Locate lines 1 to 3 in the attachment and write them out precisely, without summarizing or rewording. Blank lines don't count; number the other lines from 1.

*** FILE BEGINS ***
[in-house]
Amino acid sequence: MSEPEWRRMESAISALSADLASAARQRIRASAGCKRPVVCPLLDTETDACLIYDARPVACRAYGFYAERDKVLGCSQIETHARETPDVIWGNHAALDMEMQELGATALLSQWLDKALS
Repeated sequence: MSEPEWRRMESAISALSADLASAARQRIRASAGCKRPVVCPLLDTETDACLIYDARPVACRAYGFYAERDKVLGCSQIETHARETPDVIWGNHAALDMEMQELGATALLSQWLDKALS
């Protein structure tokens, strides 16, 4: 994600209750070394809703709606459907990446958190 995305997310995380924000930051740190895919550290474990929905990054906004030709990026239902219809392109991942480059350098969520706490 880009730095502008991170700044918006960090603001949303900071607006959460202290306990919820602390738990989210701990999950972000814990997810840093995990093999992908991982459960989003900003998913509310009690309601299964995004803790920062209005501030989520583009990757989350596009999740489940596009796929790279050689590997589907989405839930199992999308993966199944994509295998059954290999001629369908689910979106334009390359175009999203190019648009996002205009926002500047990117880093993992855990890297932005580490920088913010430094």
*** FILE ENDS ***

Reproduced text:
[in-house]
Amino acid sequence: MSEPEWRRMESAISALSADLASAARQRIRASAGCKRPVVCPLLDTETDACLIYDARPVACRAYGFYAERDKVLGCSQIETHARETPDVIWGNHAALDMEMQELGATALLSQWLDKALS
Repeated sequence: MSEPEWRRMESAISALSADLASAARQRIRASAGCKRPVVCPLLDTETDACLIYDARPVACRAYGFYAERDKVLGCSQIETHARETPDVIWGNHAALDMEMQELGATALLSQWLDKALS